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Unfinished Peace

Report of the International Commission on the Balkans

By Carnegie Endowment for International Peace

“…a superlative document—an incisive analysis of the rise of nationalism and its contribution to the death of Yugoslavia and to the wars that followed, an unflattering account of the West’s failure to end the Bosnian war, a set of sensible recommendations for each country in the region, and imaginative proposals for the Balkans as a whole. Unfinished Peace, remarkably well written for a product of group-think, has a moral force which lifts its prescriptions far above the level of the normal policy institute paperback…. Unfinished Peace deserves to be read not just by Balkan experts, but by anyone concerned about the human condition and the human character under stress.”— The New York Review of Books Drawing on its extensive, high-level, and politically comprehensive discussions throughout the region, the Commission investigates the causes of the recent Balkan conflicts and provides an independent assessment of the European, American, and UN responses. It calls for a wide range of stabilizing measures—including proposals for the treatment of minorities, the promotion of democracy, and Balkan cooperation. To be effective, the Commission warns, such efforts must be reinforced by NATO’s continuing and coherent military engagement.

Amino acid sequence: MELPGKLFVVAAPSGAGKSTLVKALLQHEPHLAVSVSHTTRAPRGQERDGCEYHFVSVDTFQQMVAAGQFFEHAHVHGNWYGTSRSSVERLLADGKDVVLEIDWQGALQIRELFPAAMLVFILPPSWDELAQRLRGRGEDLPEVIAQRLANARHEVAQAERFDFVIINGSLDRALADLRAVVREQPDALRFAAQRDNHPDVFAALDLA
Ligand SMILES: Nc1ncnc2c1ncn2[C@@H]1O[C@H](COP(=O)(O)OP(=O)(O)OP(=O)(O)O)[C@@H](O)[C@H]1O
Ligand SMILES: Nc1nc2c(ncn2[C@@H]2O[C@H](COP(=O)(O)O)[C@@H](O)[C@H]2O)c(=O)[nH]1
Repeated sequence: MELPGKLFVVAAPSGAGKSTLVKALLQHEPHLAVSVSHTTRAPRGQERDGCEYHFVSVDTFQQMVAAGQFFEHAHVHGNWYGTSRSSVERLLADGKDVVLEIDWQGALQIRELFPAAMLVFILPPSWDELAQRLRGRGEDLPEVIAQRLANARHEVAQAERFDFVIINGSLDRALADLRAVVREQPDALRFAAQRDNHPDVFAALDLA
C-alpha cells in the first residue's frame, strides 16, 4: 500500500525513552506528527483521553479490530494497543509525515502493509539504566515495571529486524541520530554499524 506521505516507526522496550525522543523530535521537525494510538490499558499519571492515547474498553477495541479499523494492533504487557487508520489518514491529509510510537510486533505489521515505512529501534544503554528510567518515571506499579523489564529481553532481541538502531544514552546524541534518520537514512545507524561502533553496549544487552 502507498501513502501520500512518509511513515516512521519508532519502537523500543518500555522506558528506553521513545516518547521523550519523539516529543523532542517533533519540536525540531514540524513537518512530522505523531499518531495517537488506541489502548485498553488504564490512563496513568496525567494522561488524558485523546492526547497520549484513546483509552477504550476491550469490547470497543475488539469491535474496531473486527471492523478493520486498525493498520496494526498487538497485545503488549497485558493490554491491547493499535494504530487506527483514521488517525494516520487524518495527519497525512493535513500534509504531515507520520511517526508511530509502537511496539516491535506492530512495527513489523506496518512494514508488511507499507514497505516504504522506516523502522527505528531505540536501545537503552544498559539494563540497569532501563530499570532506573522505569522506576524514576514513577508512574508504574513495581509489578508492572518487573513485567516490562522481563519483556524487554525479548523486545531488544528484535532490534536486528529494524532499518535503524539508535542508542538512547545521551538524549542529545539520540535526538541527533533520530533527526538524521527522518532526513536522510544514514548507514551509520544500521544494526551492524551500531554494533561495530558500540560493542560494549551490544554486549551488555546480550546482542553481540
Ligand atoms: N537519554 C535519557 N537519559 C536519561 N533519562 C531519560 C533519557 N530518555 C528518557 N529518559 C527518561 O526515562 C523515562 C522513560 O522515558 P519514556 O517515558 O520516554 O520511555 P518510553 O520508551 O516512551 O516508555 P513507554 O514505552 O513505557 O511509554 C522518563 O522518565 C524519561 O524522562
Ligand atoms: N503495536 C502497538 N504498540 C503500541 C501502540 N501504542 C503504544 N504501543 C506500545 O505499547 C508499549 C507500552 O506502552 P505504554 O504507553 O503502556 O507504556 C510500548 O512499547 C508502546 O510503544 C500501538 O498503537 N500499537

The Commission was established in 1995 by the Aspen Institute Berlin and the Carnegie Endowment to provide an independent perspective on the region’s continuing problems and to propose a concerted Western approach to long-term stability. The eminent leaders who served on the Commission were Leo Tindemans (Chairman), Lloyd Cutler, Bronislaw Geremek, John Roper, Theo Sommer, Simone Veil, and David Anderson (ex officio). Jacques Rupnik headed the Commission staff.

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